Apartment complexes include and maintain courtyards and meeting rooms. Universities (which would all be privatized in Libertariandom) would (in a truly free society) provide and encourage free speech throughout their campuses. Major planned urban communities like Los Colinas in North Texas and Columbia outside Baltimore or Irvine Ranch in Southern California include multiple common spaces in their master plans.
And, yes, these are all high-value, high-priced properties that often exclude middle, lower, and poor income people. But while some complain and want “something done” about that without ever actually doing anything themselves, others will see opportunities to actually do things. All neighborhoods can be turned into privately owned and securely protected neighborhoods. It just requires free people with free minds capable of imaginative thinking unmolested by and outside the box of government zoning laws, land use regulations, eminent domain seizures, and forced land sales designed to help the wealthy get wealthier at the expense of everyone else.
For example, long ago the Heritage Foundation found that poverty in poor neighborhoods doesn’t breed crime; it’s crime in these neighborhoods that breeds poverty. As crime increases, those who can flee will do so and leave the poorest behind to become the victims of the ever-escalating criminality.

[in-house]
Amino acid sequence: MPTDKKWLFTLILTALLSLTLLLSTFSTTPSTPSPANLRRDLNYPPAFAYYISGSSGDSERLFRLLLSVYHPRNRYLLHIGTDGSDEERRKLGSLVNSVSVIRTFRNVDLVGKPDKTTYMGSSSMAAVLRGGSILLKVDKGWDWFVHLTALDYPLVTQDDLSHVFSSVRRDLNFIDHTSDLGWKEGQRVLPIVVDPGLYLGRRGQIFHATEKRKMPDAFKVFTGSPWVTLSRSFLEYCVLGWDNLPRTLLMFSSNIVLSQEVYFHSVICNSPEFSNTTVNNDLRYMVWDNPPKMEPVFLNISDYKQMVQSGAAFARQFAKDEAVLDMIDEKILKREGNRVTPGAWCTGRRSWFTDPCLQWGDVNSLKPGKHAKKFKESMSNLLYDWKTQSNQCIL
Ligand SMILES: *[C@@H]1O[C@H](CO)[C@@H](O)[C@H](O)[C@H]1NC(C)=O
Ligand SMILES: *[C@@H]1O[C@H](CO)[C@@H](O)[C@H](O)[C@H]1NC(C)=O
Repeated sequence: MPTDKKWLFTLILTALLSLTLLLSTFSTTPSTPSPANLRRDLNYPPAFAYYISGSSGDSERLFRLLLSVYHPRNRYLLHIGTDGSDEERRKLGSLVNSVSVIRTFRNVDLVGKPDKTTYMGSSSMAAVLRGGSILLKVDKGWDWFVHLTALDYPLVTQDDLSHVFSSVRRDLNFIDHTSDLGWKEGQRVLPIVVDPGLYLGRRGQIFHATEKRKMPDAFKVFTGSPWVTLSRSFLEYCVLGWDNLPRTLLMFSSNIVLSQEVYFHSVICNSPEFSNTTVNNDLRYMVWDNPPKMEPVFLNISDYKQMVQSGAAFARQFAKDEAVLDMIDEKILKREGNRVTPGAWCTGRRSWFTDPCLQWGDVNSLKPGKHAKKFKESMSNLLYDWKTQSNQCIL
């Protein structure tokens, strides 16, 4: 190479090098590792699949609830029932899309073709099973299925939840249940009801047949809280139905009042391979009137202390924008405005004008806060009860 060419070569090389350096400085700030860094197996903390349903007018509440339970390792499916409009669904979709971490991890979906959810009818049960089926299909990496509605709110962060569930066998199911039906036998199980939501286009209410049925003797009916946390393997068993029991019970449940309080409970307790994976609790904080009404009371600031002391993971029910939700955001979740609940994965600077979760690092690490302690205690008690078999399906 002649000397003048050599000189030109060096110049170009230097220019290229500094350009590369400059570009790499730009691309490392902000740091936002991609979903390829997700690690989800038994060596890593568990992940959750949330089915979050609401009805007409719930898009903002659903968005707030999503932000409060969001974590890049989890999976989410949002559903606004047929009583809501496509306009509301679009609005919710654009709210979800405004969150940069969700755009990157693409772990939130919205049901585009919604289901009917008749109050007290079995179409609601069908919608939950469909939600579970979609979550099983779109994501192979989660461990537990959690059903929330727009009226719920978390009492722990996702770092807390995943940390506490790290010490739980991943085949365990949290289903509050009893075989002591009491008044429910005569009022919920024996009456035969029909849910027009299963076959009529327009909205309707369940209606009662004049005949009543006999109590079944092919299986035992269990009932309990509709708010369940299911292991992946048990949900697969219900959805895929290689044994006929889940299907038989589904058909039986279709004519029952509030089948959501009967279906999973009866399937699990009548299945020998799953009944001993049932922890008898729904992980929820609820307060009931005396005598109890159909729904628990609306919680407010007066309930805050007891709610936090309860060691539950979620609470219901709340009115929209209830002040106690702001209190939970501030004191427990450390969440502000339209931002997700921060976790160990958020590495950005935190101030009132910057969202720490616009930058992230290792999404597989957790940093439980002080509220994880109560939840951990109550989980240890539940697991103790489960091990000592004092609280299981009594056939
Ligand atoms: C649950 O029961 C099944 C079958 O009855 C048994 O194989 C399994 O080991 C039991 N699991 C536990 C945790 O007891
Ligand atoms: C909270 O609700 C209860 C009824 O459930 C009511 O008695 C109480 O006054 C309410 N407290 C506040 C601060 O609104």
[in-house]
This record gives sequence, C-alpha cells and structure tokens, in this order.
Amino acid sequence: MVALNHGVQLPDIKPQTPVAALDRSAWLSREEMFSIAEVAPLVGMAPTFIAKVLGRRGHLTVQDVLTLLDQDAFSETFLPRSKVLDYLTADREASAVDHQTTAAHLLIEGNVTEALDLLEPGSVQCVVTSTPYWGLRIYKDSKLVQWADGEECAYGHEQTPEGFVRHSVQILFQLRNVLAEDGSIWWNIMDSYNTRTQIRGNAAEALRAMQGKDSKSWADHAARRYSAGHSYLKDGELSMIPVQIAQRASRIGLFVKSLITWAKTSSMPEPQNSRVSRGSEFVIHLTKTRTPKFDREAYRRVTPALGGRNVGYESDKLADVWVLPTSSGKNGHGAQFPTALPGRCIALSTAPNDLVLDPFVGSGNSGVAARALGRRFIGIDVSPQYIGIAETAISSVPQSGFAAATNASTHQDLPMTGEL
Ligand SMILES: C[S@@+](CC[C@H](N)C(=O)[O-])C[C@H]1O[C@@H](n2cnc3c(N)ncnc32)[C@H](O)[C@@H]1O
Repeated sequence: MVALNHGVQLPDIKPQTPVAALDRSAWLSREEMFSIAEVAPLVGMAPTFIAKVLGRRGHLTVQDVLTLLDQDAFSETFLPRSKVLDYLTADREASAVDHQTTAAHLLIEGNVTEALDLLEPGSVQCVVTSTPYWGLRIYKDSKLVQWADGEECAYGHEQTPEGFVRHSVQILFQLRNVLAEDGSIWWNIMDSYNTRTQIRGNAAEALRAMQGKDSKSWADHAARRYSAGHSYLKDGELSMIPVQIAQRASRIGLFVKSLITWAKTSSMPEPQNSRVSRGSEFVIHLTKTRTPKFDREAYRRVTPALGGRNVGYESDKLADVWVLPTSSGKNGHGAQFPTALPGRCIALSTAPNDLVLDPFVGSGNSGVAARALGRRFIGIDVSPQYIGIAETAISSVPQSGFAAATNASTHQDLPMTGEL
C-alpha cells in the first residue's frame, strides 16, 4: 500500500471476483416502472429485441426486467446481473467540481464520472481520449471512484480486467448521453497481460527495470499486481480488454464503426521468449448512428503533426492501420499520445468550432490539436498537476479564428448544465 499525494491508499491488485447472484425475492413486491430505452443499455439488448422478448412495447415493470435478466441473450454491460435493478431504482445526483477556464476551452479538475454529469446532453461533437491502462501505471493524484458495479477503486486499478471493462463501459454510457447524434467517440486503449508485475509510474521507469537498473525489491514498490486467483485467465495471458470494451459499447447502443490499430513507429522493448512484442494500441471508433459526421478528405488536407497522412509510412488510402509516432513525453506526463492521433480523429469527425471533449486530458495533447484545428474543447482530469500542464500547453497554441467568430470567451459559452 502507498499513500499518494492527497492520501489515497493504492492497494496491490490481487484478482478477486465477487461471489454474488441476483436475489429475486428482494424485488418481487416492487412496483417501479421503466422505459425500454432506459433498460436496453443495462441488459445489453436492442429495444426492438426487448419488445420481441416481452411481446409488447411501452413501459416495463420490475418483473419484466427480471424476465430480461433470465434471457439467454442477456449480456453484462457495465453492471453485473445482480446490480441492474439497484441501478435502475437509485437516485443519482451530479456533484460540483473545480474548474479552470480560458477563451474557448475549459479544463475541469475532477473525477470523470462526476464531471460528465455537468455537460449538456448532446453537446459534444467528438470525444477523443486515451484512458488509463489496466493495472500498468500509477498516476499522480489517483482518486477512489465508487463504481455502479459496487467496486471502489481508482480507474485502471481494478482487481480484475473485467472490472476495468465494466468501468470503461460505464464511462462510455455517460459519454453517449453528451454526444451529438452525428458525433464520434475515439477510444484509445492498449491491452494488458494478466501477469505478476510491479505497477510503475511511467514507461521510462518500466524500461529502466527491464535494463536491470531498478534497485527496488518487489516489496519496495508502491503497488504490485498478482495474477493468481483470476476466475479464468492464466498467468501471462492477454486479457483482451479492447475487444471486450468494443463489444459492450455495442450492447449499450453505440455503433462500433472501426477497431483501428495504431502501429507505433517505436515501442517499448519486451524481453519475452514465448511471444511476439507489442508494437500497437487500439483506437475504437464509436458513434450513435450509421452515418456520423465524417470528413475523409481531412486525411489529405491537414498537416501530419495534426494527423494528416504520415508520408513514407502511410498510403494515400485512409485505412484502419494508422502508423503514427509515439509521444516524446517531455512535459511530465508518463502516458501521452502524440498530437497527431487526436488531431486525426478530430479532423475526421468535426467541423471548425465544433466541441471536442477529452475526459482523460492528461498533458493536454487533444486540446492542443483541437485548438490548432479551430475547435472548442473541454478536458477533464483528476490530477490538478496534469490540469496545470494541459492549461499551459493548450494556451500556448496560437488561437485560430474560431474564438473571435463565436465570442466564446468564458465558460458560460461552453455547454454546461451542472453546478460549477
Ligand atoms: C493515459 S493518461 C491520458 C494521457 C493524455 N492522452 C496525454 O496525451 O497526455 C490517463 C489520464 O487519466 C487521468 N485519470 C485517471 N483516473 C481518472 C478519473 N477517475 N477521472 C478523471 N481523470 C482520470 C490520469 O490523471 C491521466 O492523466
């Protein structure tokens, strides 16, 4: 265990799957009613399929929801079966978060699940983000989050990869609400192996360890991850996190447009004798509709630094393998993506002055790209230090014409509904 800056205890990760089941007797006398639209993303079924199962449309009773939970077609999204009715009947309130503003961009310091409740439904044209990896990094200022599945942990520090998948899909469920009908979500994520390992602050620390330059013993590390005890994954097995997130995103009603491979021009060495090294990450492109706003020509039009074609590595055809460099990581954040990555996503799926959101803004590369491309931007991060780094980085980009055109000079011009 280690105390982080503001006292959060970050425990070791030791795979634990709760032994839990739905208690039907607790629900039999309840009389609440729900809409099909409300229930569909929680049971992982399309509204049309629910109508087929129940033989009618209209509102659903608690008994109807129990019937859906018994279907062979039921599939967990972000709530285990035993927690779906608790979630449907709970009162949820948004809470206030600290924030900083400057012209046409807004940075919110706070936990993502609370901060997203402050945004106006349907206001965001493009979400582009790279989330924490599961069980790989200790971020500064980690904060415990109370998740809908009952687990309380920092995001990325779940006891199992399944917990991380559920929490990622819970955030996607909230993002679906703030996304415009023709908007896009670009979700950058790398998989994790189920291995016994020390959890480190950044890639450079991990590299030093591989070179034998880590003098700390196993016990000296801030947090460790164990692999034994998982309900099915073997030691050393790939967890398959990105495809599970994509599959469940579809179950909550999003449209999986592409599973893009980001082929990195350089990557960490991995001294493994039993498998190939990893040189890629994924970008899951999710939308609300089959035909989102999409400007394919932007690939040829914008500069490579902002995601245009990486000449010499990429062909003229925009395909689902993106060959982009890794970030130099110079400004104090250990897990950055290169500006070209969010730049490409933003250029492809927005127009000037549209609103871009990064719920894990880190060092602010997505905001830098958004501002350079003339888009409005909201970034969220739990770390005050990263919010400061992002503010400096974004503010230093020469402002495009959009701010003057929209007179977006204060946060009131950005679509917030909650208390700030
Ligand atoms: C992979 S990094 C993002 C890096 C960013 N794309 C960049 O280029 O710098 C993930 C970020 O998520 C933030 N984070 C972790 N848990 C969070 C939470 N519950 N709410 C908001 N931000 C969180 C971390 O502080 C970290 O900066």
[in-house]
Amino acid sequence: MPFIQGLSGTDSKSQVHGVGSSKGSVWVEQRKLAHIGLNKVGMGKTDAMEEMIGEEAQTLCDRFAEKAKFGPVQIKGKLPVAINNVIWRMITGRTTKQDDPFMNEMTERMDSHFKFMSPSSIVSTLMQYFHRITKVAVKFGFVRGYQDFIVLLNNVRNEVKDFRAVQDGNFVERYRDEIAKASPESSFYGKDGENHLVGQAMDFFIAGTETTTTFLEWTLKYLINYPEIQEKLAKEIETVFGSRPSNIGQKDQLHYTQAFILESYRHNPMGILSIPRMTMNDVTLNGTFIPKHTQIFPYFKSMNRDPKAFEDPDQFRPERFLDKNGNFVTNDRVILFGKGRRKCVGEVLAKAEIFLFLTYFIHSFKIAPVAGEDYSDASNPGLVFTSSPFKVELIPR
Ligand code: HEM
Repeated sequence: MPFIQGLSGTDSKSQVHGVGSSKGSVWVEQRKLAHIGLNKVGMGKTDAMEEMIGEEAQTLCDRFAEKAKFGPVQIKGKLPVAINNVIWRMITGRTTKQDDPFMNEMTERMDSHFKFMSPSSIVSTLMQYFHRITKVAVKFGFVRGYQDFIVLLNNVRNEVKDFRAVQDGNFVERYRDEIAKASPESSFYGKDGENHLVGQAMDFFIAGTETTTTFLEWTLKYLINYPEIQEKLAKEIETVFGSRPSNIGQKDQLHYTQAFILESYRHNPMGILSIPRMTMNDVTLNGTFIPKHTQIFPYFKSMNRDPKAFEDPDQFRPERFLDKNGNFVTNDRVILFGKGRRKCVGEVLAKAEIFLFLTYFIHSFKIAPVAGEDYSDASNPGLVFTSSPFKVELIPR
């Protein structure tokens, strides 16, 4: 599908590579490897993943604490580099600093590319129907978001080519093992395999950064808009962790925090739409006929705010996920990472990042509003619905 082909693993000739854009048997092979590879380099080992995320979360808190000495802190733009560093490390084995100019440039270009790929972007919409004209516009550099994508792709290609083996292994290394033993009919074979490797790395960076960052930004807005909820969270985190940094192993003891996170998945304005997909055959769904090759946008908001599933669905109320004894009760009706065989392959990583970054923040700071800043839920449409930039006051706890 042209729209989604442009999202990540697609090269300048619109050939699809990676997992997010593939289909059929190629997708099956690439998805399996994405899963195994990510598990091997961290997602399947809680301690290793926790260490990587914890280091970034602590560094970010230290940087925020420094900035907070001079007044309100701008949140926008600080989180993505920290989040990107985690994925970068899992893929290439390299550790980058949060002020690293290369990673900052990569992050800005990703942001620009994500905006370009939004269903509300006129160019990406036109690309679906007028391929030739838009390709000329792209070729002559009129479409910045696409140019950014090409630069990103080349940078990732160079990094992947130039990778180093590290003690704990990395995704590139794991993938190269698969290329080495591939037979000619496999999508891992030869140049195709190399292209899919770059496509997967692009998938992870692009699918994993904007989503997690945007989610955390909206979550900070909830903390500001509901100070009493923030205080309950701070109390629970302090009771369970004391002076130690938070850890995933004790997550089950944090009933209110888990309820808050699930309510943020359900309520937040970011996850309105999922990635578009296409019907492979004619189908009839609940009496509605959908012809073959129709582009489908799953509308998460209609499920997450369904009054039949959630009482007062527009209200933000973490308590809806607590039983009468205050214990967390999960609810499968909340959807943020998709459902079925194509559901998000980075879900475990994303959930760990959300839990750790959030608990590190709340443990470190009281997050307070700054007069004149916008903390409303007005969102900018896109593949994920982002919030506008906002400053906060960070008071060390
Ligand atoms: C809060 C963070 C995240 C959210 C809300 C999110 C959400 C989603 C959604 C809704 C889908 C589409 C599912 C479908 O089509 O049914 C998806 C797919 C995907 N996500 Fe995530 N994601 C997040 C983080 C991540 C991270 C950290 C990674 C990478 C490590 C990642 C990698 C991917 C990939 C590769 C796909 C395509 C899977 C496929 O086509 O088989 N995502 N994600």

Beyond that, anyone wanting to create a park, a green, a square, a commons, or an open space can join with other like-minded people to acquire the funding and property to create the kinds of public spaces they believe in. It just takes “a will to do” rather than “an excuse to complain.”
Free speech and free commons will not disappear in a libertarian society. Instead, they will flourish.
References and Links
The Kaepernick Account Sports Illustrated’s storyline and timeline from the football sidelines about how a passable passer in the NFL became a Social Justice Warrior and a super salesman for the Nike athletic apparel empire.
City Without Zoning Houston, Texas is the only major city in the US with no zoning laws, yet it looks like most other cities with “commercial corridors with a lot of activity and a mix of uses; residential neighborhoods that are distinct and fairly uniform.”
Poor Neighborhoods and Crime The Heritage Foundation found that crime triggers a cycle of flight by law-abiding citizens that results in disinvestment in housing and business which devastates the poorest and dooms government anti-poverty efforts.
From the Zero Aggression Project Post-statists are voluntaryists who advocate a forward-looking approach where history has discarded The State in favor of consumer-controlled governance and all relationships are voluntarily chosen and mutually maintained.